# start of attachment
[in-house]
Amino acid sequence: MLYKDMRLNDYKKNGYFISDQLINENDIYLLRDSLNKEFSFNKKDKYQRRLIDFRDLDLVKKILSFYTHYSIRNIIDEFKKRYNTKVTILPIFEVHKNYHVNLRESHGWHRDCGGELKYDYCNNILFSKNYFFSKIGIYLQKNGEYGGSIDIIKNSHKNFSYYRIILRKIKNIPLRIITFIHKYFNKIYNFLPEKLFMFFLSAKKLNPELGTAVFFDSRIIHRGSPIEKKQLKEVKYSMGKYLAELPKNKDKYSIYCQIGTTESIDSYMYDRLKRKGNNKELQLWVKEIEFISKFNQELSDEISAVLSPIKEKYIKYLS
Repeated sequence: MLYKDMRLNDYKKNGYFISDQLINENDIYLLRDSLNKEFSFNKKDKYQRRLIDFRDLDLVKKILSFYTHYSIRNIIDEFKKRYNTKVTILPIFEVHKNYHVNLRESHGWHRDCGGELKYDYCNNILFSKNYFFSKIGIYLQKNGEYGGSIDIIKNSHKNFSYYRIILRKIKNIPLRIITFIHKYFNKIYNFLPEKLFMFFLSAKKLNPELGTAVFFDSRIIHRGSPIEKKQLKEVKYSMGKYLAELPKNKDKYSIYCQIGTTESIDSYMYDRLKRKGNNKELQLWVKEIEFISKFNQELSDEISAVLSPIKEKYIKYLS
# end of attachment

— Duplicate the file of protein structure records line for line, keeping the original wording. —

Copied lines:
[in-house]
Amino acid sequence: MLYKDMRLNDYKKNGYFISDQLINENDIYLLRDSLNKEFSFNKKDKYQRRLIDFRDLDLVKKILSFYTHYSIRNIIDEFKKRYNTKVTILPIFEVHKNYHVNLRESHGWHRDCGGELKYDYCNNILFSKNYFFSKIGIYLQKNGEYGGSIDIIKNSHKNFSYYRIILRKIKNIPLRIITFIHKYFNKIYNFLPEKLFMFFLSAKKLNPELGTAVFFDSRIIHRGSPIEKKQLKEVKYSMGKYLAELPKNKDKYSIYCQIGTTESIDSYMYDRLKRKGNNKELQLWVKEIEFISKFNQELSDEISAVLSPIKEKYIKYLS
Repeated sequence: MLYKDMRLNDYKKNGYFISDQLINENDIYLLRDSLNKEFSFNKKDKYQRRLIDFRDLDLVKKILSFYTHYSIRNIIDEFKKRYNTKVTILPIFEVHKNYHVNLRESHGWHRDCGGELKYDYCNNILFSKNYFFSKIGIYLQKNGEYGGSIDIIKNSHKNFSYYRIILRKIKNIPLRIITFIHKYFNKIYNFLPEKLFMFFLSAKKLNPELGTAVFFDSRIIHRGSPIEKKQLKEVKYSMGKYLAELPKNKDKYSIYCQIGTTESIDSYMYDRLKRKGNNKELQLWVKEIEFISKFNQELSDEISAVLSPIKEKYIKYLS